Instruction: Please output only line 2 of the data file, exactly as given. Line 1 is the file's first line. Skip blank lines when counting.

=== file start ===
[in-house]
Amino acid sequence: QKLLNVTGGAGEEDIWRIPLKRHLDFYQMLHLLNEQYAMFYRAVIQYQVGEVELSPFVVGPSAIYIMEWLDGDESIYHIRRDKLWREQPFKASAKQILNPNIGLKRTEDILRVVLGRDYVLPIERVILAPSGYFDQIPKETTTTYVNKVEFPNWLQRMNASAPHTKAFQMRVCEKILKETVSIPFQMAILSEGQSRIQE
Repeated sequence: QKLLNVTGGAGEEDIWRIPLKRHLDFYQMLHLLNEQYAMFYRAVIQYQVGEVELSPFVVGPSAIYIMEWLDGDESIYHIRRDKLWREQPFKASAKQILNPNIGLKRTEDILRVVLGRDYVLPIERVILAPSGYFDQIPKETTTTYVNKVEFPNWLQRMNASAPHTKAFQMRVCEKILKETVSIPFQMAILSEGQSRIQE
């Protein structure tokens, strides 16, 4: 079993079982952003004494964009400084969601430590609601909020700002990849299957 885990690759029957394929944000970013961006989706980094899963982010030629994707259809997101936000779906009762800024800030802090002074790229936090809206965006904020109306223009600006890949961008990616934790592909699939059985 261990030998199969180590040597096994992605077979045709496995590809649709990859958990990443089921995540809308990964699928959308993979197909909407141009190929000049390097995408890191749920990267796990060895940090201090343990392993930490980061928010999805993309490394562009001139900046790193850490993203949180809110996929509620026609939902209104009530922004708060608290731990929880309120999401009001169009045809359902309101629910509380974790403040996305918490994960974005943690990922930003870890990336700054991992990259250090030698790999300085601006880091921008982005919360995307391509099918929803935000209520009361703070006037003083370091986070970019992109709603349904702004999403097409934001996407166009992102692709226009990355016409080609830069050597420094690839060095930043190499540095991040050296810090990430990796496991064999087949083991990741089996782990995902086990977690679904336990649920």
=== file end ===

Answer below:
Amino acid sequence: QKLLNVTGGAGEEDIWRIPLKRHLDFYQMLHLLNEQYAMFYRAVIQYQVGEVELSPFVVGPSAIYIMEWLDGDESIYHIRRDKLWREQPFKASAKQILNPNIGLKRTEDILRVVLGRDYVLPIERVILAPSGYFDQIPKETTTTYVNKVEFPNWLQRMNASAPHTKAFQMRVCEKILKETVSIPFQMAILSEGQSRIQE